I questioned everything I did with Kate when she was an infant. Was I holding her too much? Maybe. If so, then maybe she wouldn’t ever learn how to self-soothe, fall asleep on her own. She wouldn’t ever take a bottle. Maybe she’d never learn to drink from a cup. Was I stimulating her enough? I did spend a great number of hours cuddling her on the couch watching endless hours of shows on TLC featuring families with dozens of children and employees at beauty parlors duke it out over…I’m not sure what and women purchase wedding dresses they couldn’t afford.
One infant day felt like an eternity. So much time to question and wonder as I performed the tasks of feeding and holding and soothing and rocking.
It felt like wasted time, doing nothing but sitting and holding her hour after hour, day after day. And it also felt like what I needed and wanted to do.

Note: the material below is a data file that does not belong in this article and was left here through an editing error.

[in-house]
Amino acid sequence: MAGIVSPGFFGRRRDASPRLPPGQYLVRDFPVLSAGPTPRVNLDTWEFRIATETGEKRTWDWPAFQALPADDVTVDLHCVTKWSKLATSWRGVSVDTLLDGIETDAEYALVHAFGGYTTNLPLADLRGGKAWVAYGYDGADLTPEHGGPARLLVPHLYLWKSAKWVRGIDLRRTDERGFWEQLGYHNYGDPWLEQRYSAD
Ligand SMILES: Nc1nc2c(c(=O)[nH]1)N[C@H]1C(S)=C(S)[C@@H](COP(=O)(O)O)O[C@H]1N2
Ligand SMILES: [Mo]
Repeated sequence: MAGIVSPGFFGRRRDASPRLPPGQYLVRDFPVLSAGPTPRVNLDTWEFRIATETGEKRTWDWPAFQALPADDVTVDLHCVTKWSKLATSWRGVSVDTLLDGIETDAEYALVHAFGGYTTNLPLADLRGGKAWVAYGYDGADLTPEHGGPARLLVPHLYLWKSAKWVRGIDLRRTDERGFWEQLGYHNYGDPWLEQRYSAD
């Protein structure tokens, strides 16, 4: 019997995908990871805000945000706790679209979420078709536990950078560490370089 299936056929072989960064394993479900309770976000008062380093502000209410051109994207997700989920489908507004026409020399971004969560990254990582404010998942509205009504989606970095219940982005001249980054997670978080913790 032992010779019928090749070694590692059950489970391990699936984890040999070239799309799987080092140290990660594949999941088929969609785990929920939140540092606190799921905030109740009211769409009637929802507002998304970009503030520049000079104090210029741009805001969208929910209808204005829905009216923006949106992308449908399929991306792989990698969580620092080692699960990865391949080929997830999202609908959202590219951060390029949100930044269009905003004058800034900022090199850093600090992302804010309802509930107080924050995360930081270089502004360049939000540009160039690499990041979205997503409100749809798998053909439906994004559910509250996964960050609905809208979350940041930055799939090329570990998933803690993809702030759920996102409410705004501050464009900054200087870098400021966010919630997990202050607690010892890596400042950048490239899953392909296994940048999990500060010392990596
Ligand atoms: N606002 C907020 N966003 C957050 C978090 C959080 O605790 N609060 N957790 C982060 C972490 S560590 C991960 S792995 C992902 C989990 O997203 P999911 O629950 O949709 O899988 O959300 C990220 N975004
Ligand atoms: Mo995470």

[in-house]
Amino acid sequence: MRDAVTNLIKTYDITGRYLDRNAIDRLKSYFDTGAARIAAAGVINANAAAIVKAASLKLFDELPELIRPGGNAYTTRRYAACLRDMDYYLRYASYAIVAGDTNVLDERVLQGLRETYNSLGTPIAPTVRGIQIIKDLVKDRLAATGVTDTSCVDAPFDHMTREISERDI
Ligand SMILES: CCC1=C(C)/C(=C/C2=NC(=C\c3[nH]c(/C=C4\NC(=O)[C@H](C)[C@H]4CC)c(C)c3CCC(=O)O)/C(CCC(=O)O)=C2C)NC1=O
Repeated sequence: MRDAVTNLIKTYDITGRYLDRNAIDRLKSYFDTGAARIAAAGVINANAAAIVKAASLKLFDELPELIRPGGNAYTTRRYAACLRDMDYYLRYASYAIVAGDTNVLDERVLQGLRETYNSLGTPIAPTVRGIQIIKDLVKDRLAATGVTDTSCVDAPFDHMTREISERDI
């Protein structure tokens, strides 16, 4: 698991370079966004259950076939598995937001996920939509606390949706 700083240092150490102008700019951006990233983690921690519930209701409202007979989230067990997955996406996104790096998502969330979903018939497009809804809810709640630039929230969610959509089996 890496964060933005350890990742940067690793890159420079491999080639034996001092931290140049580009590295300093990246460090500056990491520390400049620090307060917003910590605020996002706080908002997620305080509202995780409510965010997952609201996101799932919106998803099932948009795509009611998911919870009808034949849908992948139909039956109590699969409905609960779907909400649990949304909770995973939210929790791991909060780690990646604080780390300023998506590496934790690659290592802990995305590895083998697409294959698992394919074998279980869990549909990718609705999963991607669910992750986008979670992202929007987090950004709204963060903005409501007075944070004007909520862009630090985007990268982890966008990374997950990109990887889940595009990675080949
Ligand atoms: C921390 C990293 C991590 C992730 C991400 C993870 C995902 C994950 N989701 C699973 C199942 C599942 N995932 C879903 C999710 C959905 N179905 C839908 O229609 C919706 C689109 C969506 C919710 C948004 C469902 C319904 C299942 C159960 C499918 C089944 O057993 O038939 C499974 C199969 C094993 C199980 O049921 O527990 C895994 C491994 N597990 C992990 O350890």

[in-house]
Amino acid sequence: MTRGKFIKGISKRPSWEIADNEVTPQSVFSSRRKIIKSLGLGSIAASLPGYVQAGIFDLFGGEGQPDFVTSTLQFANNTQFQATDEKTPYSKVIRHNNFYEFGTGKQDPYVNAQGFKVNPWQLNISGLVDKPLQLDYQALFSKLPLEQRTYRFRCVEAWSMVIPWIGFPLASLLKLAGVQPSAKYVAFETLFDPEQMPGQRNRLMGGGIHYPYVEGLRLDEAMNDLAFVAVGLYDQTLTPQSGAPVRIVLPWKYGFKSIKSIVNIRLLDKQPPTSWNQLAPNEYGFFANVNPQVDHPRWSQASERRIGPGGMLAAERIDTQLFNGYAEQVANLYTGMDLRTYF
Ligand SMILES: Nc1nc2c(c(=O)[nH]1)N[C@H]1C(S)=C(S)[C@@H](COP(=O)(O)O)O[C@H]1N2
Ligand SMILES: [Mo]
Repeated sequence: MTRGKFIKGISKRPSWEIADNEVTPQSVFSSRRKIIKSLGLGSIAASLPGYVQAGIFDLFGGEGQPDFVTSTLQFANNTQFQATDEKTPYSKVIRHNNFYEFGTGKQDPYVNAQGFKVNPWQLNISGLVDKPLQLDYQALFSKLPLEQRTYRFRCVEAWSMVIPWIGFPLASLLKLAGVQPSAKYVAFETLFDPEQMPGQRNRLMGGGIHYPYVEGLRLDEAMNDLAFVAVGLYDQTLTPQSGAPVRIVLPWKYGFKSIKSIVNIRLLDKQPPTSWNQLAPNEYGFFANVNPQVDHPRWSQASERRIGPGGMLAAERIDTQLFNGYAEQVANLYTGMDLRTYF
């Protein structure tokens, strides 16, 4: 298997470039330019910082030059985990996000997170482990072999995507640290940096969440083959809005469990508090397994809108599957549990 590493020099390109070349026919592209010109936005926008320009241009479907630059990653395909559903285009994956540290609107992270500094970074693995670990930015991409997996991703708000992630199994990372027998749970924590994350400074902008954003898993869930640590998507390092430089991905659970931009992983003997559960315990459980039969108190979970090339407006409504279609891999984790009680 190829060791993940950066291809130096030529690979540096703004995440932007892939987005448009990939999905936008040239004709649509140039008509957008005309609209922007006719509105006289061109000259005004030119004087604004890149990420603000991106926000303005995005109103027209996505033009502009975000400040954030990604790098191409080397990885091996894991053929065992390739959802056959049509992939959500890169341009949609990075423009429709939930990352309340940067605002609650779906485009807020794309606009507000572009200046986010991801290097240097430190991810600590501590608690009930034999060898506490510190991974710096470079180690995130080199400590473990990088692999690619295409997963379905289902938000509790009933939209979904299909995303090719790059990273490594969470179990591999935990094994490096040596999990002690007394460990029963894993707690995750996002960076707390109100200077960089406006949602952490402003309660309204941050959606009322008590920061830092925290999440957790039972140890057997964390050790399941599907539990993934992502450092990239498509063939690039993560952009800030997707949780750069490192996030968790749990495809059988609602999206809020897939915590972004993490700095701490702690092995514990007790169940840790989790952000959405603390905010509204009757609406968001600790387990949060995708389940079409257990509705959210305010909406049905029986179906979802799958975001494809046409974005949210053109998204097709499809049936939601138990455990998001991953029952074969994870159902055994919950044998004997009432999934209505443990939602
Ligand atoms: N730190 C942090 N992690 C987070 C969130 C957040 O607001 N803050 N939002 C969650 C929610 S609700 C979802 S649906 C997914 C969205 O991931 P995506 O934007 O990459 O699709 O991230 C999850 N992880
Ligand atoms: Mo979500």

Everything felt like it really mattered.
Recently several of my friends who I’ve known forever and several of my online friends who I know via square pictures on Instagram have had new babies. It’s so weird to think back and remember that my leggy second grader was once one of those new babies. She felt so vulnerable. Breakable. Mess-upable.
Now I don’t always know what or if she’s eaten because she feeds herself. I don’t pick out her clothes or supervise her showers. I guess she’s getting clean and brushing her teeth. She can, in fact, drink from a cup. And she goes to sleep on her own every night.
I didn’t bat an eye when she went to kindergarten. I didn’t cry when I dropped her off at first grade. But something about second grade feels different. It feels like what people are always saying about time.
Now I feel liberated and sad. I feel excited and anxious. I feel full and empty. I feel like this is how it’s meant to be.